European carbon jumped to a five-month high on Monday after eurozone leaders clinched a deal on a third bailout for debt-riddled Greece, with the benchmark EU Allowance finally breaking through a key technical resistance level that had dogged bulls over the past five weeks.
The front-month EUA contract settled up 18 cents at €7.80 after busting through €7.64 – a level the futures had bumped up against a number of times since the start of June.
The allowances then peaked at €7.82 in late afternoon trade, the highest price seen since Feb. 24, before slipping back slightly before the close.
Volume was heavy at more than 15 million units changing hands on the Dec-15 futures.
“The Greek deal, technicals and stronger German power helped us reach these levels. They were the perfect conditions for a rally,” one trader said.
A second technical resistance level was seen by some at €7.70, meaning the higher close puts the 2015 high of €7.90 in bulls’ crosshairs.
“€7.90 is next, but with specs coming in purely on the strength of technicals and doing most of the buying today, I don’t think we can sustain these heights and would be surprised if we don’t see a possible chop to the downside,” the trader said.
“That said, any decent move lower would probably be a good entry point rather than a short-selling opportunity.”
Eurozone leaders at an emergency summit in Brussels reached a deal in the early hours of Monday morning to keep Greece in the monetary union in exchange for tough new austerity measures.
The news sent most global equity indices higher.
Calendar-year German power nudged up early on Monday but gained pace to end up around 0.7%, which some traders said was due to carbon’s strength.
UK gas was mixed while API2 coal for delivery next year lost a third of a dollar.
The euro surged to $1.119 against the dollar initially on the Greek news before falling back to $1.102 at the time of press.
These combined to slash some 3-to-4% off German calendar year clean dark spreads.
“The likelihood of Greece leaving the eurozone is now far lower than before, a fact which may provide some support to the carbon price,” analysts at Thomson Reuters Point Carbon wrote in a weekly note.
But markets appeared somewhat cautious over the Greek agreement, as creditors – some of whom were openly distrustful of Greece implementing the necessary “serious reforms” – refused to green light an immediate cash injection for the near-bankrupt country, whose banks will remain closed for now.
The plan includes greater austerity measures and the creation of a €50 billion asset fund by Greece, which would partly be used to recapitalise its banks.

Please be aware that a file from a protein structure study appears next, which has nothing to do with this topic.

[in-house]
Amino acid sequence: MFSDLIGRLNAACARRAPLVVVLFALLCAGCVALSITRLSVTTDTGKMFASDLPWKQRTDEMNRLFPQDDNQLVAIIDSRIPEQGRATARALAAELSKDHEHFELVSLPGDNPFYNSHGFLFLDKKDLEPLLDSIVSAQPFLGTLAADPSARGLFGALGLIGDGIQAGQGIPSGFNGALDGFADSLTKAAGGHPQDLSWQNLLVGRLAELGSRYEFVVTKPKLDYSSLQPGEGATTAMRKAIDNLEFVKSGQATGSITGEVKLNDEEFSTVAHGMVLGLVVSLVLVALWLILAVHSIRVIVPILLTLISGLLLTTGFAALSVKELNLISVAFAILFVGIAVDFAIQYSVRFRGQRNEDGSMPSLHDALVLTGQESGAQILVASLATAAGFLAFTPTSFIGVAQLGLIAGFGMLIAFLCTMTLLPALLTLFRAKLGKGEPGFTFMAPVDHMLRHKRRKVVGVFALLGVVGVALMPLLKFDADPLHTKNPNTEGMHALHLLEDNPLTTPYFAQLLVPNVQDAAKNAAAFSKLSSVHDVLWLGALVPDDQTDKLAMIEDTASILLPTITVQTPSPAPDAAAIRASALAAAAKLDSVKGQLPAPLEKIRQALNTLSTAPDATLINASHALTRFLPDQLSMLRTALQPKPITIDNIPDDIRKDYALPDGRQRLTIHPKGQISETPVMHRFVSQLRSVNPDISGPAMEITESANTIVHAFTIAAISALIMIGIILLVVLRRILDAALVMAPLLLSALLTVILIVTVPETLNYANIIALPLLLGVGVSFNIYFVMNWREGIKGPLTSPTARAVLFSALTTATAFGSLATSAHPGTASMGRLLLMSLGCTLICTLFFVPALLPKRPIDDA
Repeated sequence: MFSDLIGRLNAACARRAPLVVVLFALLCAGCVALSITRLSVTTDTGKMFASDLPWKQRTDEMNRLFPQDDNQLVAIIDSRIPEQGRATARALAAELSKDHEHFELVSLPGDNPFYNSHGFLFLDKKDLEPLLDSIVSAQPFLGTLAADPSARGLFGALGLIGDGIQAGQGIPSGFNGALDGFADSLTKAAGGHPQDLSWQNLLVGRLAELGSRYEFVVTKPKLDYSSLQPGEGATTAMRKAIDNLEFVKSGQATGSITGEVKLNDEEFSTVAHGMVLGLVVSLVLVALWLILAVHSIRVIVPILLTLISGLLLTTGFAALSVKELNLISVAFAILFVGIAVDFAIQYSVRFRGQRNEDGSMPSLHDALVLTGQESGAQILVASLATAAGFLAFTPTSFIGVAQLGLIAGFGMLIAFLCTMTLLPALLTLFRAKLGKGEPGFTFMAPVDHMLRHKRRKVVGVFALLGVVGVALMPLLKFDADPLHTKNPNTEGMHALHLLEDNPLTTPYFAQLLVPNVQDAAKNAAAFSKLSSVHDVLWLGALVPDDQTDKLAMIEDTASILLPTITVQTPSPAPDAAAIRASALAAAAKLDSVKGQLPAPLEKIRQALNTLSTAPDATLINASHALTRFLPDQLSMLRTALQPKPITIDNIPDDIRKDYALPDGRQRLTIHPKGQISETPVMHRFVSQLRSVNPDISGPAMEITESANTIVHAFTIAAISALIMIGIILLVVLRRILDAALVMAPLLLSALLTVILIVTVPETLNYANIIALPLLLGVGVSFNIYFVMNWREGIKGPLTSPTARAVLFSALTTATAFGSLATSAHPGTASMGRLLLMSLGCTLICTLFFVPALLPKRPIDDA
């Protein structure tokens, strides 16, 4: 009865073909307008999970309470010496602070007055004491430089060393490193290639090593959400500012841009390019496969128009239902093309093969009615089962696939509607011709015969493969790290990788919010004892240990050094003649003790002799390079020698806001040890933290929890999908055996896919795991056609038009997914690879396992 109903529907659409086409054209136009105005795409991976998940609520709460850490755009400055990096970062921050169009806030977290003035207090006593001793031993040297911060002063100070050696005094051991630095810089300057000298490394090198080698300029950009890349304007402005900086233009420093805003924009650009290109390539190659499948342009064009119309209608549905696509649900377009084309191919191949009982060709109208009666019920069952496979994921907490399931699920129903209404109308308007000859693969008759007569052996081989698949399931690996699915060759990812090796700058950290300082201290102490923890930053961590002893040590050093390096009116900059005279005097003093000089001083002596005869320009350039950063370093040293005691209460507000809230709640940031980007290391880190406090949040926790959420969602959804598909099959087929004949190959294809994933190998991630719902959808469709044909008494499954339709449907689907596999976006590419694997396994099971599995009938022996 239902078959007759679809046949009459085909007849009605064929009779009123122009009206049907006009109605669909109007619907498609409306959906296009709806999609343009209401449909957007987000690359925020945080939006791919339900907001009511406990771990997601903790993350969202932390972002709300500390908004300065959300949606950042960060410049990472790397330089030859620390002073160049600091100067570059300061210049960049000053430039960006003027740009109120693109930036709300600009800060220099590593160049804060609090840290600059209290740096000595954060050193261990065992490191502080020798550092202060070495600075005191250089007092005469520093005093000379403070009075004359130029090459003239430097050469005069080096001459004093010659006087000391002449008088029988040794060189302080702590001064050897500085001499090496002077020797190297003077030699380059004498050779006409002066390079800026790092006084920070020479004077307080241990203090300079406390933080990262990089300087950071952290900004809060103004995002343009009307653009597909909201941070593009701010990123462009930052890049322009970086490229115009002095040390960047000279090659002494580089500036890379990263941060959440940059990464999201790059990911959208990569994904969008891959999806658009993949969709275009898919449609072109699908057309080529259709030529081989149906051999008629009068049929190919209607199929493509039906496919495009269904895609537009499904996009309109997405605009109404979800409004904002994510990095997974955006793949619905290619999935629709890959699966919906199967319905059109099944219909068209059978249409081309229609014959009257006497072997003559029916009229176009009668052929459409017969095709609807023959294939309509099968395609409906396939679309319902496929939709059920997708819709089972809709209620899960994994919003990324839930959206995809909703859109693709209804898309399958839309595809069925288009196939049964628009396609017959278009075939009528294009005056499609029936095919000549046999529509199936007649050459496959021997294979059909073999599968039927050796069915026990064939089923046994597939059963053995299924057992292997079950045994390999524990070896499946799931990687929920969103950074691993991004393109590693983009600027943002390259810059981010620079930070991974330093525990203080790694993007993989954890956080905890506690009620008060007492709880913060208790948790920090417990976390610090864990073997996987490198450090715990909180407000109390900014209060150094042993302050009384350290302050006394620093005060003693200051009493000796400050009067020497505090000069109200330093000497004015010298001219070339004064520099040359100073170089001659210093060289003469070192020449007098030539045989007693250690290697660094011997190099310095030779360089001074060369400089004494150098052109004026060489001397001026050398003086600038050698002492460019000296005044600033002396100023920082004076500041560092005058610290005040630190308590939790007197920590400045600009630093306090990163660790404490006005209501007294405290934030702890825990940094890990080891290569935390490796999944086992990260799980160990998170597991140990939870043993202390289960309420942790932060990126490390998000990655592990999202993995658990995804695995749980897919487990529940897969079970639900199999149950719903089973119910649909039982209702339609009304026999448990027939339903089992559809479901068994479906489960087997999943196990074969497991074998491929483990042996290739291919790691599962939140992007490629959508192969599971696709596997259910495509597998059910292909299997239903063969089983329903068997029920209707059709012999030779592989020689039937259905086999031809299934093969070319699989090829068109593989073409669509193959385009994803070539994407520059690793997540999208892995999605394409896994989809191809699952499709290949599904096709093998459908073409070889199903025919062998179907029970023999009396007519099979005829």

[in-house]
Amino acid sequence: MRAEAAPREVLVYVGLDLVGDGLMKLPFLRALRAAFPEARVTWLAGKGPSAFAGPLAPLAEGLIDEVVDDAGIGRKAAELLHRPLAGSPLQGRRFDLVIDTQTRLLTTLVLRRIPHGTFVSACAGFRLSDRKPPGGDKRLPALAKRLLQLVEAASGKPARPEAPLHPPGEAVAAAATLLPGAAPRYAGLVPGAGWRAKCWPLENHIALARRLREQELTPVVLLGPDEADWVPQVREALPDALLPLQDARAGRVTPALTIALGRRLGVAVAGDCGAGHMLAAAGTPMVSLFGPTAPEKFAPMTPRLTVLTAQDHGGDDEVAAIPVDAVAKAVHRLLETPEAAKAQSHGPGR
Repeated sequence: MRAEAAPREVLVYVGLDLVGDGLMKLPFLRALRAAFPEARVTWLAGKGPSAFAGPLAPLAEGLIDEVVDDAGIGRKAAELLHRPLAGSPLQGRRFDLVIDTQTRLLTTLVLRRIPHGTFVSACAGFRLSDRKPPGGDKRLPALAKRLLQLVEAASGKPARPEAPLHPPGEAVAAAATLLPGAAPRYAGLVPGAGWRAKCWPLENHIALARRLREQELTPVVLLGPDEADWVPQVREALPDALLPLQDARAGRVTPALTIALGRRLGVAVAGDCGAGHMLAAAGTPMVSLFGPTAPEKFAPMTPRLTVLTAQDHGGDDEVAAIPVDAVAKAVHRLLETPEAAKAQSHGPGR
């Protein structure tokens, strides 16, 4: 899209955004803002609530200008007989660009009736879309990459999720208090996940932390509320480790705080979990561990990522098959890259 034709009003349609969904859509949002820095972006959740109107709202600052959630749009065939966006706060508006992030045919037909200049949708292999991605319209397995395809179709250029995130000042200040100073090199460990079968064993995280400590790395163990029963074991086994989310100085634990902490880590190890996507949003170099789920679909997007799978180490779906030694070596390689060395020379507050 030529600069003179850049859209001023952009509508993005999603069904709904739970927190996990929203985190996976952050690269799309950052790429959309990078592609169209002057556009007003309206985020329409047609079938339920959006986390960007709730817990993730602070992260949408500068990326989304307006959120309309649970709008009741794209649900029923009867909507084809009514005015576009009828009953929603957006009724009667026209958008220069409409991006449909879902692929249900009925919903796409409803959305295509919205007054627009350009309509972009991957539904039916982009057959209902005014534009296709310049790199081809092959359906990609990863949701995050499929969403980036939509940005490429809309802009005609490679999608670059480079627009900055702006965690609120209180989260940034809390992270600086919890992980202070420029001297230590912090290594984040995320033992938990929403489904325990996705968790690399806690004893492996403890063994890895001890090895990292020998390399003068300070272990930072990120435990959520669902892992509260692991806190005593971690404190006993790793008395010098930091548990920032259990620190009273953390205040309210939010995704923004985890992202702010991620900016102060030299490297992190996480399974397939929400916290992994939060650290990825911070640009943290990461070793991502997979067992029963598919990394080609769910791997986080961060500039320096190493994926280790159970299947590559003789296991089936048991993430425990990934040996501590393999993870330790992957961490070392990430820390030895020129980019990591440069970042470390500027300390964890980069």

The deal now faces sizeable hurdles, including the Greek parliament needing to ratify it within the next 48 hours, followed by votes by other eurozone member parliaments over whether to allow the programme to advance.
The tough deal also threatens the future of Greek Prime Minister Alexis Tsipras, whose capitulation to Germany and its other lenders ended the most recent 17-hour negotiating session, and his leftist government, which came to power on a staunch anti-austerity platform.
It may be a difficult pill for some of Greece’s lawmakers and beleaguered voters to swallow, with the country’s labour minister publicly denouncing the deal on television shortly after it was agreed and the majority of Greeks rejecting the creditors’ previous offerings in a referendum last weekend.
AUGUST’S AUCTION AUSTERITY
“With the Greek crisis cautiously heading for resolution, the main driver (for carbon) this week is the lower auction supply than the previous week and pre-hedging of August buys,” said Redshaw Advisors in a note to clients.
A group of 25 EU nations earlier on Monday sold 2.918 million spot EUAs for €7.64 each, in an auction that cleared at market and attracted total bids worth 7.1 million units.
European governments will unload a total 38.9 million more allowances through the rest of July, including 11.95 million units this week, making July the busiest month for EUA sales this year.
Auction volumes are then halved in August to adjust for muted summer demand.
“It is possible there is some additional demand in the market at present whilst the liquidity is still good. Backloading is forecast to create a ‘short’ year in 2015 to the tune of (around) 335 million tonnes and according to analysts the price is set to rise further by year-end,” Redshaw Advisors added.
Traders said they would also keep an eye on the European Commission’s Wednesday release of its plan for post-2020 reforms to the EU ETS, but they said the proposals were unlikely to move EUA prices significantly.
“With the ETS proposals, there could be some added longer term bullish signals, and we expect Dec-15 prices will trade in the €7.40 to €7.90 range over the week, with potentially more bias towards the upside,” said Trevor Sikorski, an analyst with Energy Aspects.
By Mike Szabo – firstname.lastname@example.org